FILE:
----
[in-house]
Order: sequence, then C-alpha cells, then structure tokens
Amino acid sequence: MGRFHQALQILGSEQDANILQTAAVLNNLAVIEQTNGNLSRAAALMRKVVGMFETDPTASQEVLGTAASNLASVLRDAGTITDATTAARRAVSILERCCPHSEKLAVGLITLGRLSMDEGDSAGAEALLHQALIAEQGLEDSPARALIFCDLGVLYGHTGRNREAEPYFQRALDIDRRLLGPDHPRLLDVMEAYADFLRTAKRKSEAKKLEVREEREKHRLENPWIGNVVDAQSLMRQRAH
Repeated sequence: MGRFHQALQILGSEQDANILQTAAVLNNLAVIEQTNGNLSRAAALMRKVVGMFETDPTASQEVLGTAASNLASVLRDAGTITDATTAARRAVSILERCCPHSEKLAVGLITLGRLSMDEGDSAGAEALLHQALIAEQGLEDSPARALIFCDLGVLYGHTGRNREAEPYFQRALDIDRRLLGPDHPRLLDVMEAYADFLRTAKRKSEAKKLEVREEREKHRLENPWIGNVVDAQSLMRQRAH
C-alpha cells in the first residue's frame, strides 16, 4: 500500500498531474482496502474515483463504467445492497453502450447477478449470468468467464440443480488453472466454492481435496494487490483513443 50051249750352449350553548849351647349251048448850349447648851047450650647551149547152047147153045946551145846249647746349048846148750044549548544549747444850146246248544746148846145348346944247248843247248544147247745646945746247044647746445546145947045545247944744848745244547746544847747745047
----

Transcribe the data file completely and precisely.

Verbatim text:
[in-house]
Order: sequence, then C-alpha cells, then structure tokens
Amino acid sequence: MGRFHQALQILGSEQDANILQTAAVLNNLAVIEQTNGNLSRAAALMRKVVGMFETDPTASQEVLGTAASNLASVLRDAGTITDATTAARRAVSILERCCPHSEKLAVGLITLGRLSMDEGDSAGAEALLHQALIAEQGLEDSPARALIFCDLGVLYGHTGRNREAEPYFQRALDIDRRLLGPDHPRLLDVMEAYADFLRTAKRKSEAKKLEVREEREKHRLENPWIGNVVDAQSLMRQRAH
Repeated sequence: MGRFHQALQILGSEQDANILQTAAVLNNLAVIEQTNGNLSRAAALMRKVVGMFETDPTASQEVLGTAASNLASVLRDAGTITDATTAARRAVSILERCCPHSEKLAVGLITLGRLSMDEGDSAGAEALLHQALIAEQGLEDSPARALIFCDLGVLYGHTGRNREAEPYFQRALDIDRRLLGPDHPRLLDVMEAYADFLRTAKRKSEAKKLEVREEREKHRLENPWIGNVVDAQSLMRQRAH
C-alpha cells in the first residue's frame, strides 16, 4: 500500500498531474482496502474515483463504467445492497453502450447477478449470468468467464440443480488453472466454492481435496494487490483513443 50051249750352449350553548849351647349251048448850349447648851047450650647551149547152047147153045946551145846249647746349048846148750044549548544549747444850146246248544746148846145348346944247248843247248544147247745646945746247044647746445546145947045545247944744848745244547746544847747745047